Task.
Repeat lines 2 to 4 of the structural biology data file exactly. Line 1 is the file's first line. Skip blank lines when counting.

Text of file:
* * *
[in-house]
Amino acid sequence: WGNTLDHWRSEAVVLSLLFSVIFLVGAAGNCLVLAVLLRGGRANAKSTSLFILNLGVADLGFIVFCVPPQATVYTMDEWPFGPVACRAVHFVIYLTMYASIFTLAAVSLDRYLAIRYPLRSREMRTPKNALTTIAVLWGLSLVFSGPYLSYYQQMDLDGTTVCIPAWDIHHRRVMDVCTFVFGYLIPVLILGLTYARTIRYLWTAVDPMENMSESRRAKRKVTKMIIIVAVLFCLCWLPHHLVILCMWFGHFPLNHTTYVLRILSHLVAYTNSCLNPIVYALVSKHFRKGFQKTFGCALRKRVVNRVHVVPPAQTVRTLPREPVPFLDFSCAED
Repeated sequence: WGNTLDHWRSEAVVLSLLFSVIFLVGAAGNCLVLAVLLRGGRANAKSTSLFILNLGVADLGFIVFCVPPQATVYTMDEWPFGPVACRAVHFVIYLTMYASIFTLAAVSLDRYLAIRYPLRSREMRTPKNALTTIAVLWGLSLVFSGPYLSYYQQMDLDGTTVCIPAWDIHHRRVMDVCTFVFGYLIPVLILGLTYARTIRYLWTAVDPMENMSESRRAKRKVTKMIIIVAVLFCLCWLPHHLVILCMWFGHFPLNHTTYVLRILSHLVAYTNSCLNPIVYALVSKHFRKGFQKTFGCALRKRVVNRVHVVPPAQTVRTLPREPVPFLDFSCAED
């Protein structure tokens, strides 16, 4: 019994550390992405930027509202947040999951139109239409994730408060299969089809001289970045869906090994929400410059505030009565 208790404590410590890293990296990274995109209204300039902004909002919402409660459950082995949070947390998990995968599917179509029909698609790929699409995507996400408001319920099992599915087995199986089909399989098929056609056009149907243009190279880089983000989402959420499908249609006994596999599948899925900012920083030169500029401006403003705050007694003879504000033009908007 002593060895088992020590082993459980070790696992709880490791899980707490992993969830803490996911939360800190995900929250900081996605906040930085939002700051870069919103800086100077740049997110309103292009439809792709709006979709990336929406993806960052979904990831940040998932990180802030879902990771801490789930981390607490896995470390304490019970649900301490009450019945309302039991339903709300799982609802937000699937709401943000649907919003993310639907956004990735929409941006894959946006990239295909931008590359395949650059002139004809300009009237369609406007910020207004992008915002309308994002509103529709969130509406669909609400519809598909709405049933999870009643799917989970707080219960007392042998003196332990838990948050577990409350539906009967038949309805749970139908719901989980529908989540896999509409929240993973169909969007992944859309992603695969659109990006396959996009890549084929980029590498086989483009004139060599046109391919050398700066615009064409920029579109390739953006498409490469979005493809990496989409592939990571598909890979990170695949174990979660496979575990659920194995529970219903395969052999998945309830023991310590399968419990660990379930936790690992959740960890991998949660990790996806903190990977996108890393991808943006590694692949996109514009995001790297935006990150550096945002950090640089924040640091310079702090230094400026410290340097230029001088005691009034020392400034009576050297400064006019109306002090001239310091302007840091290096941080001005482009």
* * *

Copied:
Amino acid sequence: WGNTLDHWRSEAVVLSLLFSVIFLVGAAGNCLVLAVLLRGGRANAKSTSLFILNLGVADLGFIVFCVPPQATVYTMDEWPFGPVACRAVHFVIYLTMYASIFTLAAVSLDRYLAIRYPLRSREMRTPKNALTTIAVLWGLSLVFSGPYLSYYQQMDLDGTTVCIPAWDIHHRRVMDVCTFVFGYLIPVLILGLTYARTIRYLWTAVDPMENMSESRRAKRKVTKMIIIVAVLFCLCWLPHHLVILCMWFGHFPLNHTTYVLRILSHLVAYTNSCLNPIVYALVSKHFRKGFQKTFGCALRKRVVNRVHVVPPAQTVRTLPREPVPFLDFSCAED
Repeated sequence: WGNTLDHWRSEAVVLSLLFSVIFLVGAAGNCLVLAVLLRGGRANAKSTSLFILNLGVADLGFIVFCVPPQATVYTMDEWPFGPVACRAVHFVIYLTMYASIFTLAAVSLDRYLAIRYPLRSREMRTPKNALTTIAVLWGLSLVFSGPYLSYYQQMDLDGTTVCIPAWDIHHRRVMDVCTFVFGYLIPVLILGLTYARTIRYLWTAVDPMENMSESRRAKRKVTKMIIIVAVLFCLCWLPHHLVILCMWFGHFPLNHTTYVLRILSHLVAYTNSCLNPIVYALVSKHFRKGFQKTFGCALRKRVVNRVHVVPPAQTVRTLPREPVPFLDFSCAED
């Protein structure tokens, strides 16, 4: 019994550390992405930027509202947040999951139109239409994730408060299969089809001289970045869906090994929400410059505030009565 208790404590410590890293990296990274995109209204300039902004909002919402409660459950082995949070947390998990995968599917179509029909698609790929699409995507996400408001319920099992599915087995199986089909399989098929056609056009149907243009190279880089983000989402959420499908249609006994596999599948899925900012920083030169500029401006403003705050007694003879504000033009908007 002593060895088992020590082993459980070790696992709880490791899980707490992993969830803490996911939360800190995900929250900081996605906040930085939002700051870069919103800086100077740049997110309103292009439809792709709006979709990336929406993806960052979904990831940040998932990180802030879902990771801490789930981390607490896995470390304490019970649900301490009450019945309302039991339903709300799982609802937000699937709401943000649907919003993310639907956004990735929409941006894959946006990239295909931008590359395949650059002139004809300009009237369609406007910020207004992008915002309308994002509103529709969130509406669909609400519809598909709405049933999870009643799917989970707080219960007392042998003196332990838990948050577990409350539906009967038949309805749970139908719901989980529908989540896999509409929240993973169909969007992944859309992603695969659109990006396959996009890549084929980029590498086989483009004139060599046109391919050398700066615009064409920029579109390739953006498409490469979005493809990496989409592939990571598909890979990170695949174990979660496979575990659920194995529970219903395969052999998945309830023991310590399968419990660990379930936790690992959740960890991998949660990790996806903190990977996108890393991808943006590694692949996109514009995001790297935006990150550096945002950090640089924040640091310079702090230094400026410290340097230029001088005691009034020392400034009576050297400064006019109306002090001239310091302007840091290096941080001005482009």